There’s nothing quite as polarizing as the MVP debate.
For years voters have tried to define what the award truly means — is it the best player overall, the best player on the best team or the best story taking elements from both of the latter arguments?
The rise of advanced statistics further complicates matters and sets up the kind of old guard vs. new guard scenario we saw in baseball a decade ago portrayed best in Michael Lewis’ classic Moneyball.
Those who rely on advanced stats favor Dwight Howard due to a season that most advanced metrics say was superior to Derrick Rose’s year, although even Howard’s own coach has known Rose would become the MVP for weeks as he eventually did on Tuesday.
John Hollinger wrote an extensive analysis of “The Derrick Rose Story” and how voters have become conditioned to vote for the most valuable story rather than the most valuable player.
Even the Miami Herald’s Dan Le Batard piled on by writing, “They should just rename the MVP trophy The We Didn’t Expect To See Rose Sitting Atop LeBron In The Standings Award.”
All this is pertinent to a Suns audience because Hollinger names Nash’s 2005 and 2006 MVP awards as situations in which writers voted the story.
The Phoenix Suns earned 29 victories in 2003-04 and then suddenly won 33 more games the following season with the addition of Nash before their exhilarating 62-win campaign. Such a surprise season made the Suns the team of All-Star Weekend, Mike D’Antoni the Coach of the Year and Bryan Colangelo the Executive of the Year.
And, of course, it made The Steve Nash Story the MVP of the league.
The Suns were the best story of the league by far in 2004-05 (well, at least up until the conference finals). Their revolutionary style focused on fast breaks and three-pointers helped usher in a new era of open court basketball as the league’s hand checking rules changed.
Steve Nash was the face of the 2004-05 season playing for the “it” team playing the “it” style. When you think of the 2004-05 regular season, you think of Nash.
That’s where this debate becomes difficult. If you crunch all the numbers and put a team of statheads on the case (and to many, even if you don’t), Shaq probably should be the year’s MVP.
Even looking back at the last seven years as a whole, Nash has been right around if not better than the 15.5 points and 11.5 assists per game he accrued during his first MVP campaign with 50-43-89 shooting. Hell, statistically speaking his first half of this season with 16.8 points, 11.3 assists and 52-41-92 shooting to go with fantastic plus/minus numbers are just as good if not better than Nash’s MVP season from a statistical perspective.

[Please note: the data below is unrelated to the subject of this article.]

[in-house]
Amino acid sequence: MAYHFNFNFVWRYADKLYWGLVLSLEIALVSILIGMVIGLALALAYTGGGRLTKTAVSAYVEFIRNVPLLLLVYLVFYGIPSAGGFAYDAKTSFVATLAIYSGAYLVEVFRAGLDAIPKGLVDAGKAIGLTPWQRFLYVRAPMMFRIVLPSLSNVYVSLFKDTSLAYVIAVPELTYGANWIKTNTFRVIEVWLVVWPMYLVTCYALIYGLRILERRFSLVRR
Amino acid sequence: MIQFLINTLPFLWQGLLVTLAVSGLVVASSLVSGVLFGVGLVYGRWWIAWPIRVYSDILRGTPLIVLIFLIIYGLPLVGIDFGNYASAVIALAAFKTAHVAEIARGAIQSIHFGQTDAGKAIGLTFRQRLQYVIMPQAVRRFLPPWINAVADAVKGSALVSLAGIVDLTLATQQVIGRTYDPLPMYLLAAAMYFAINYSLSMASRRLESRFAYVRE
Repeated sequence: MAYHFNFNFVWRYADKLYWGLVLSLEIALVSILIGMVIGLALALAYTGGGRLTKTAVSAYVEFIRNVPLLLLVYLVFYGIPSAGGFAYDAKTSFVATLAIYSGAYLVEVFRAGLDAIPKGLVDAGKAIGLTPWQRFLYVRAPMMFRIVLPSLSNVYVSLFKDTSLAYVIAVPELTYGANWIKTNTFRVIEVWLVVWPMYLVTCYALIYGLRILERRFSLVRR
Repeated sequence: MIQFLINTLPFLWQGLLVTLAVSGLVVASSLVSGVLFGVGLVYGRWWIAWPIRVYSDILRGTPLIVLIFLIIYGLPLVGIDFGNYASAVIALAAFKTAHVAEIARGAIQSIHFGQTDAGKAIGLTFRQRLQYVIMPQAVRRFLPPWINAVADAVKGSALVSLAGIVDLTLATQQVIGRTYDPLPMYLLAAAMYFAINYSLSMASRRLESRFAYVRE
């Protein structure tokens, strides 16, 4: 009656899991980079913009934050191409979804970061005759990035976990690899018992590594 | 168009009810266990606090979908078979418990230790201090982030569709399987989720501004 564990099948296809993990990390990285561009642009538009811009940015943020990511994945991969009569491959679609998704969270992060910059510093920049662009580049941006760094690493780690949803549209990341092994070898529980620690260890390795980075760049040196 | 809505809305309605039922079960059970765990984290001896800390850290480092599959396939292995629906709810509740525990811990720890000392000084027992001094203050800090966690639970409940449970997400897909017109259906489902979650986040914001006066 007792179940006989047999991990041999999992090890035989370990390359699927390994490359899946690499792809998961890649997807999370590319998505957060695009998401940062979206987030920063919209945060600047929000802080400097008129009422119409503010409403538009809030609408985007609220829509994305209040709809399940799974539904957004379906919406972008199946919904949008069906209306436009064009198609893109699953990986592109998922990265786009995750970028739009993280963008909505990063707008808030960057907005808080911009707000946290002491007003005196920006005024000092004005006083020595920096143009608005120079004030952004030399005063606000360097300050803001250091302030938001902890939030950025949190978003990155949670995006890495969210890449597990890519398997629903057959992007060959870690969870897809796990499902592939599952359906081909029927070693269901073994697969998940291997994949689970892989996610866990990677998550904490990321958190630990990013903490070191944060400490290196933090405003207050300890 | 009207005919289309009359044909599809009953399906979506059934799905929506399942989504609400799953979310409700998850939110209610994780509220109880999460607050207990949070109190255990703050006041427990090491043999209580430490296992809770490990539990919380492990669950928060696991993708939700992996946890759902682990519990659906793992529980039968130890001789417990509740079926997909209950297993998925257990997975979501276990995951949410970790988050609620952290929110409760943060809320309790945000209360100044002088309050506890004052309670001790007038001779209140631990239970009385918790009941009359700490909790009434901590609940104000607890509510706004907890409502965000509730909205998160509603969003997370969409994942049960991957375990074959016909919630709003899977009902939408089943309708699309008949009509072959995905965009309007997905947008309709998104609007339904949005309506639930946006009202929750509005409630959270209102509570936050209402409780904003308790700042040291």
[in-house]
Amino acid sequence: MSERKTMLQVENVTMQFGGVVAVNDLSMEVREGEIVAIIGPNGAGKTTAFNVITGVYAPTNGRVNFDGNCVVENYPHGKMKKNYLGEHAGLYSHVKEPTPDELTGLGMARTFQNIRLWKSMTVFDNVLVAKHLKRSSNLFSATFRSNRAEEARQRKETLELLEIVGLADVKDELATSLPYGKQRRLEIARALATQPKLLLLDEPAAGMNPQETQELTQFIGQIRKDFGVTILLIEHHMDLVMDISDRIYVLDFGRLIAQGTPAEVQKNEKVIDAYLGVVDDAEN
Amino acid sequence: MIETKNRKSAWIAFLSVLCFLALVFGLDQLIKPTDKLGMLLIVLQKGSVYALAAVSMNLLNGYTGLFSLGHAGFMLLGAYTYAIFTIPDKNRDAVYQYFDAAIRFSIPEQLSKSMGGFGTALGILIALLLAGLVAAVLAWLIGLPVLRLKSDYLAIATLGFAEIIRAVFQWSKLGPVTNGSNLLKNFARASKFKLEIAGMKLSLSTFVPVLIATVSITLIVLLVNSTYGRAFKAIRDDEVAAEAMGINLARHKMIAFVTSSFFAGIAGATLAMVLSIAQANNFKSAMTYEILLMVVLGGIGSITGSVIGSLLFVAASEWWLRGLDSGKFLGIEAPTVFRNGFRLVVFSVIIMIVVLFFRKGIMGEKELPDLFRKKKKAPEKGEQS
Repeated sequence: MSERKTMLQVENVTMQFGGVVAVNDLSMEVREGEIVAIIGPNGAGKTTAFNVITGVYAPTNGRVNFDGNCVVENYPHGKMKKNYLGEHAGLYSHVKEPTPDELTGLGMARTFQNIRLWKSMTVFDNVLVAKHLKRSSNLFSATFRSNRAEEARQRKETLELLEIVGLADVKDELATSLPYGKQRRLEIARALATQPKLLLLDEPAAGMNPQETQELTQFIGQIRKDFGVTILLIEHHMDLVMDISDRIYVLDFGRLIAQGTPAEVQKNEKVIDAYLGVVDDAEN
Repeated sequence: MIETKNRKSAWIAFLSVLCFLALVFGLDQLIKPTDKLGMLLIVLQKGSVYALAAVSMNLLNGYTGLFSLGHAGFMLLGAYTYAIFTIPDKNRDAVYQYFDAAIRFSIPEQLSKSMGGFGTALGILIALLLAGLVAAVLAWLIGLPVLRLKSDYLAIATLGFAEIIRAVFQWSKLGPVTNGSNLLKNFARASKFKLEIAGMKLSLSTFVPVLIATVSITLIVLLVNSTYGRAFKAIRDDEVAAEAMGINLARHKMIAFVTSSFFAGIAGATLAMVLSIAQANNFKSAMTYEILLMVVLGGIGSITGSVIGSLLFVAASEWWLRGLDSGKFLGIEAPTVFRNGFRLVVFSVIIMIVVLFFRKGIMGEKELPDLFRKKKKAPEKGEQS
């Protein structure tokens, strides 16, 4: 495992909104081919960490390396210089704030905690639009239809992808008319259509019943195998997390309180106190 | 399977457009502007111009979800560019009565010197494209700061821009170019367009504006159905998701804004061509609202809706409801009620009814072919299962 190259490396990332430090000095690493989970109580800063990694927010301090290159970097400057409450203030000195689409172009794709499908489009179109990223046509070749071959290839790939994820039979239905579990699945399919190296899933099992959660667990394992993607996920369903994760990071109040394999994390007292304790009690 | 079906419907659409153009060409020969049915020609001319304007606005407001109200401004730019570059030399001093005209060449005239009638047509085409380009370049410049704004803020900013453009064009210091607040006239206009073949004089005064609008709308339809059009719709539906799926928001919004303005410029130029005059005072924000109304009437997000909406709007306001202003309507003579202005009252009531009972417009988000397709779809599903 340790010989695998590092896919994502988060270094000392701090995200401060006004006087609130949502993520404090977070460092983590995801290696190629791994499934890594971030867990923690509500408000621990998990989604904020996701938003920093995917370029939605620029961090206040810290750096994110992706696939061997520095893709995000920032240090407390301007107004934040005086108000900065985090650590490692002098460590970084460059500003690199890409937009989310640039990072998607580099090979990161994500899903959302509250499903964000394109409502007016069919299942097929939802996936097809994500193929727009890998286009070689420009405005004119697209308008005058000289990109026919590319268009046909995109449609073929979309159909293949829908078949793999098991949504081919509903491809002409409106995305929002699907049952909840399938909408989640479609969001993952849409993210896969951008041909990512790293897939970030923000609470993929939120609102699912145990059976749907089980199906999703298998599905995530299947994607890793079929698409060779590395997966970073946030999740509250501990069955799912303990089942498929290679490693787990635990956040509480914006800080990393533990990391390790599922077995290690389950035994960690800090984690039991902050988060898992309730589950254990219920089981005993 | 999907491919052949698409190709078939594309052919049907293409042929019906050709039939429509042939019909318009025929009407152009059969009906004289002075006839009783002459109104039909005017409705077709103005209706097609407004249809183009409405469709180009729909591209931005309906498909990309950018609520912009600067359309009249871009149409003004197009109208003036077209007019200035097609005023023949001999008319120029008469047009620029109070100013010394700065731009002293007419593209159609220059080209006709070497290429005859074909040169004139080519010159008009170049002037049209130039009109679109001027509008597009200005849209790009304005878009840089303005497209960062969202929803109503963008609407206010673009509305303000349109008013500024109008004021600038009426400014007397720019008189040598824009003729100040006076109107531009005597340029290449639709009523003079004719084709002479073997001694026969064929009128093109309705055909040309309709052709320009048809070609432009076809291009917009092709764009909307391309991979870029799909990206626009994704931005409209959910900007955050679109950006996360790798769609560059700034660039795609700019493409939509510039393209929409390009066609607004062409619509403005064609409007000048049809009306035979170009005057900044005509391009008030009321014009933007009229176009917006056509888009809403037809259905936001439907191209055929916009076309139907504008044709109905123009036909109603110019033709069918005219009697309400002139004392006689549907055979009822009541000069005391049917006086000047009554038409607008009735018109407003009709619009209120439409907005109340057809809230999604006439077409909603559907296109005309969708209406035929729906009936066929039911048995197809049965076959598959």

The biggest difference between 2004-05 Nash and pre-All-Star break Nash was his teammates and the fact that he was willing a mediocre team to a .500 record rather than lighting up the NBA with a dynamic lineup.
The Steve Nash Story was so overwhelming in 2004-05 he earned an MVP yet it was so underwhelming this season he got All-Star Weekend off.
Michael Jordan won five MVP awards although he probably deserved double-figure MVP honors. But it isn’t fun to vote MJ year after year after year, so when Charles Barkley became the story one season for the league’s best regular season team he stole one from MJ and Karl Malone later did as well.
LeBron James may be headed for MJ MVP territory, so this season he had to be seen as an overwhelming underdog for the award considering his back-to-back MVPs and the negative national perception of James after he took his talents to South Beach.
That’s why The Kevin Durant Story started off the year as the favorite for the award based on all the goodwill he built up during his dominant World Championship run before The Derrick Rose Story took over for a Bulls team missing Carlos Boozer and Joakim Noah for sizable chunks of the year.
With as ambiguous of a name as the award currently possesses (what does most valuable mean anyway?) it’s no surprise that different voters take it to mean different things and so often the best story has won the trophy just as the the coach of the team that overachieves the most often wins Coach of the Year.
Even if we were to make the award based on the best statistical season, so many advanced measures can show differing top players that we may just find ourselves with a new argument to this same problem.
Unlike a postseason in which the top teams advance by a concrete measure of winning more games than their opponent, there is no cut and dried formula for the MVP, and perhaps there shouldn’t be.
It’s up to the voters to decide whether to side with advanced stats and Howard, the most talented player in James or the player that defined the season in Rose.
There is no perfect criteria for selecting a Most Valuable Player, so perhaps the award itself is most valuable for stirring up the kind of debate that has caused us to evaluate why we favor a Rose or a Howard or a James.